Benefit Claimants Sanctions (Required Assessment) Bill

Part of the debate – in the House of Commons at 9:34 am on 2nd December 2016.

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Photo of Mhairi Black Mhairi Black Scottish National Party, Paisley and Renfrewshire South 9:34 am, 2nd December 2016

I could not agree more.

A respondent to the public consultation stated that staff are human, and that

“they can make mistakes, like or dislike clients and their individual views can affect how they deal with the individuals on their caseload. If they don’t like or trust someone, they are much more likely to sanction than if they like or have sympathy for the individual.”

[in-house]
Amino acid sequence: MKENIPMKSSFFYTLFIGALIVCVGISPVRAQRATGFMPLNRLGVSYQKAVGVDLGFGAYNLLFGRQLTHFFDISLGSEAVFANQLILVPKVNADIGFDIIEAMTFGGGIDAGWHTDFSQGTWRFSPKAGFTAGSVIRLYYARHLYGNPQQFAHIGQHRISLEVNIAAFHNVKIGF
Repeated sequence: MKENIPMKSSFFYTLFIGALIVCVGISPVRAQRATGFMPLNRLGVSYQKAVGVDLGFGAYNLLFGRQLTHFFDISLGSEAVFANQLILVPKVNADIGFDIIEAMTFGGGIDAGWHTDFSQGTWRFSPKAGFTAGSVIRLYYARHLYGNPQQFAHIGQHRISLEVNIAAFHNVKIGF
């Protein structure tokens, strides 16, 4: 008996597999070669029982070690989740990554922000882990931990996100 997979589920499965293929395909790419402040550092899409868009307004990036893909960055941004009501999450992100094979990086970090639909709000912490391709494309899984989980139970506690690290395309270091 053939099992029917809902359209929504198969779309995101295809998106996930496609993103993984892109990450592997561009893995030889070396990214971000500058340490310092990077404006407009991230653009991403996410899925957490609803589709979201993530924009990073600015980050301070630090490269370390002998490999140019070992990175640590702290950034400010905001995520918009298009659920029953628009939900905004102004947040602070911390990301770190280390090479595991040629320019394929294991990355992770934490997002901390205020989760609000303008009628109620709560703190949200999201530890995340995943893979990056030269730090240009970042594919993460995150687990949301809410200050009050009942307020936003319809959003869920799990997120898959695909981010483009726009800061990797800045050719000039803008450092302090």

Again, I must emphasise that this is not a criticism of jobcentre staff, who do a tremendous job given the system with which they have to work. It is recognition that we are all human, and that we all have our bad days and our grumpy days, but unless there are clearcut rules and regulations of conduct in place, that bad day could translate into ruining someone else’s day—and that simply cannot happen when they have someone else’s livelihood and survival in their hands. This creates a postcode lottery of sorts, and a situation whereby the way in which a person is treated is completely dependent on where their assigned jobcentre happens to be, who they get as a work coach and what mood that coach happens to be in.